Quarter of an hour later Anna-Maria climbed out of her Ford Escort in the car park below The Source of All Our Strength church. It was still bitterly cold. The air pinched and nipped at her cheeks. If she breathed through her mouth her throat and lungs hurt. If she breathed through her nose the fine hairs in her nostrils froze when she inhaled. She wound her scarf around to cover her mouth and looked at her watch. Half an hour max; any longer and the car wouldn’t start. It was a big parking lot with spaces for at least four hundred cars. Her light-red Escort looked small and insignificant beside Sven-Erik Stålnacke’s Volvo 740. A radio car was parked next to Sven-Erik’s Volvo. Apart from that there were only a dozen or so cars, completely covered in snow. The forensic team must have gone already. She started to walk up the narrow path to the church on Sandstensberget. The frost lay like icing on the birch trees, and right at the top of the hill the mighty Crystal Church soared up into the night sky, surrounded by stars and planets. It stood there like a gigantic illuminated ice cube, shimmering with the Aurora Borealis.
All bloody show, she thought as she struggled up the bank. This lot are rolling in money; they ought to be giving some of their cash to Save the Children instead. But I suppose it’s more fun to sing gospel songs in a huge church than to dig wells in Africa.
In the distance she could see her colleagues Sven-Erik Stålnacke, Sergeant Tommy Rantakyrö and Inspector Fred Olsson outside the church door. Sven-Erik, bareheaded as usual, was standing quite still, leaning slightly backwards with his hands deep in the warm pockets of his fleece. The two younger men were bounding about like excited puppies. She couldn’t hear them, but she could see Rantakyrö’s and Olsson’s eager chatter coming out of their mouths like white bubbles. The puppies barked happily in greeting as soon as they caught sight of her.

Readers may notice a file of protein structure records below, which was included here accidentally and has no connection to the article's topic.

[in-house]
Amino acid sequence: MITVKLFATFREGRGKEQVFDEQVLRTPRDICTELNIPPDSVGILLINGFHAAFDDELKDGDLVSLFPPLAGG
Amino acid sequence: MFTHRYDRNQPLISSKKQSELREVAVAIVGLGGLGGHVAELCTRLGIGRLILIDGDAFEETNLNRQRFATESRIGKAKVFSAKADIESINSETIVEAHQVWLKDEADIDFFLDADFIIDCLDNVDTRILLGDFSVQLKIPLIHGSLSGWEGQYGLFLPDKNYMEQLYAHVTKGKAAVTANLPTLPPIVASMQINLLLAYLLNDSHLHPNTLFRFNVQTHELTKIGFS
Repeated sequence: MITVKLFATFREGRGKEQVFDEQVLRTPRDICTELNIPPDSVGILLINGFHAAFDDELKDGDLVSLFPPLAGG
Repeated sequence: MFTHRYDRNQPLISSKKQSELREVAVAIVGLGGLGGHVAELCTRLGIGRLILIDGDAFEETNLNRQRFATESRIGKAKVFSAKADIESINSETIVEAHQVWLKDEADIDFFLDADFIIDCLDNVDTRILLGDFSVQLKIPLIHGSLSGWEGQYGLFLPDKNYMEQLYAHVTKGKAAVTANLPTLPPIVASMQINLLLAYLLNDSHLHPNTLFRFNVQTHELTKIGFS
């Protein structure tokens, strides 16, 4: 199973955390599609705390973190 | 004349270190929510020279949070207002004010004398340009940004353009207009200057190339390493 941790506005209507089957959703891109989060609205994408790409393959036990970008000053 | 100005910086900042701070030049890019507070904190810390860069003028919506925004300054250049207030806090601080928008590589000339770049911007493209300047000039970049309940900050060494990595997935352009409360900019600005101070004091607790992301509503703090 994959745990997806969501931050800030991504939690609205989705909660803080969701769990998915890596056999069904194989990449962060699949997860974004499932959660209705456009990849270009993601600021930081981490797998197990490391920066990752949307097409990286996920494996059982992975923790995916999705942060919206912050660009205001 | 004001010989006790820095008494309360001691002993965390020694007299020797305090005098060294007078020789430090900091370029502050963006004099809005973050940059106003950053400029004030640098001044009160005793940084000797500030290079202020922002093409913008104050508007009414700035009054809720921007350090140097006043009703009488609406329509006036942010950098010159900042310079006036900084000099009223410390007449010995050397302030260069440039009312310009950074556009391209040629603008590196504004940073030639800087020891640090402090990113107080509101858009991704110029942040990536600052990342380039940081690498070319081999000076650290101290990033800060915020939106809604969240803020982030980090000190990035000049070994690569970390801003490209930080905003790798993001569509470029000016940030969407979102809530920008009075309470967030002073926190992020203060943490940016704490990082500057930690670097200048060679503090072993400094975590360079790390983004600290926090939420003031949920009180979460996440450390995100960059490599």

“Hi,” yapped Tommy Rantakyrö, “how’s it going?”
“Fine,” she called back cheerfully.
“Soon we’ll be saying hello to your stomach first, then you’ll turn up quarter of an hour later,” said Fred Olsson.
She met Sven-Erik’s serious gaze. Small icicles had formed in his walrus moustache.
“Thanks for coming,” he said. “I hope you’ve had breakfast, because what’s in there won’t exactly give you an appetite. Shall we go in?”
“Do you want us to wait for you?”
Fred Olsson was stamping his feet up and down in the snow. He was looking from Sven-Erik to Anna-Maria and back again. Sven-Erik was supposed to be taking over during Anna-Maria’s leave, so technically he was in charge now. But since Anna-Maria was here as well it was a bit difficult to know who was making the decisions.